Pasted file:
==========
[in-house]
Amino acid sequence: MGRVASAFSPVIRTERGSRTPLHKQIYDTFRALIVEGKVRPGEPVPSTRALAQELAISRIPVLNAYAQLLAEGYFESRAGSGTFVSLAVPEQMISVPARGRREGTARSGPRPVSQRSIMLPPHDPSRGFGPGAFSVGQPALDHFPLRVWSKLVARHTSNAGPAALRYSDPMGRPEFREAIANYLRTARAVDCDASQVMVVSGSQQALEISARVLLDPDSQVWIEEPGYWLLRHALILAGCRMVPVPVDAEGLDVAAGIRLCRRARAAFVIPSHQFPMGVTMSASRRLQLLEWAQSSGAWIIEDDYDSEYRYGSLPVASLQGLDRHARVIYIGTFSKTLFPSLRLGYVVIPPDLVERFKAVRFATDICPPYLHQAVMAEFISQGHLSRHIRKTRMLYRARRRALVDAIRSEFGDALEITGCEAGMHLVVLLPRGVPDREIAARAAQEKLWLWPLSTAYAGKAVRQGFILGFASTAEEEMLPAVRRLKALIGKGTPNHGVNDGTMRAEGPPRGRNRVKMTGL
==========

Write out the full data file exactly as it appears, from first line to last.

[in-house]
Amino acid sequence: MGRVASAFSPVIRTERGSRTPLHKQIYDTFRALIVEGKVRPGEPVPSTRALAQELAISRIPVLNAYAQLLAEGYFESRAGSGTFVSLAVPEQMISVPARGRREGTARSGPRPVSQRSIMLPPHDPSRGFGPGAFSVGQPALDHFPLRVWSKLVARHTSNAGPAALRYSDPMGRPEFREAIANYLRTARAVDCDASQVMVVSGSQQALEISARVLLDPDSQVWIEEPGYWLLRHALILAGCRMVPVPVDAEGLDVAAGIRLCRRARAAFVIPSHQFPMGVTMSASRRLQLLEWAQSSGAWIIEDDYDSEYRYGSLPVASLQGLDRHARVIYIGTFSKTLFPSLRLGYVVIPPDLVERFKAVRFATDICPPYLHQAVMAEFISQGHLSRHIRKTRMLYRARRRALVDAIRSEFGDALEITGCEAGMHLVVLLPRGVPDREIAARAAQEKLWLWPLSTAYAGKAVRQGFILGFASTAEEEMLPAVRRLKALIGKGTPNHGVNDGTMRAEGPPRGRNRVKMTGL